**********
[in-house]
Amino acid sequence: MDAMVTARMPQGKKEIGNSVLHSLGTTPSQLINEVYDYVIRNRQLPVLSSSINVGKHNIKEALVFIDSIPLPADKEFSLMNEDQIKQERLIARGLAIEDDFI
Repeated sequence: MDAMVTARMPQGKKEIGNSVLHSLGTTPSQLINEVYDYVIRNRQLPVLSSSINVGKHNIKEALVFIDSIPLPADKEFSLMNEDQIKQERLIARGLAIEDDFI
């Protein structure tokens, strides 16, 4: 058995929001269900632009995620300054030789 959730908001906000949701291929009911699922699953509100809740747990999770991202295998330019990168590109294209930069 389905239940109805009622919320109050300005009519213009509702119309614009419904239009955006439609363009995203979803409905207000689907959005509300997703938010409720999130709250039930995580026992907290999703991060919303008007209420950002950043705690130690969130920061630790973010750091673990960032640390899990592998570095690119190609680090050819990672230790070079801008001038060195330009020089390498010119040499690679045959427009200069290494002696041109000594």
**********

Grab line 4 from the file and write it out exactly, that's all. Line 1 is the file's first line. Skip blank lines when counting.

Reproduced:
């Protein structure tokens, strides 16, 4: 058995929001269900632009995620300054030789 959730908001906000949701291929009911699922699953509100809740747990999770991202295998330019990168590109294209930069 389905239940109805009622919320109050300005009519213009509702119309614009419904239009955006439609363009995203979803409905207000689907959005509300997703938010409720999130709250039930995580026992907290999703991060919303008007209420950002950043705690130690969130920061630790973010750091673990960032640390899990592998570095690119190609680090050819990672230790070079801008001038060195330009020089390498010119040499690679045959427009200069290494002696041109000594």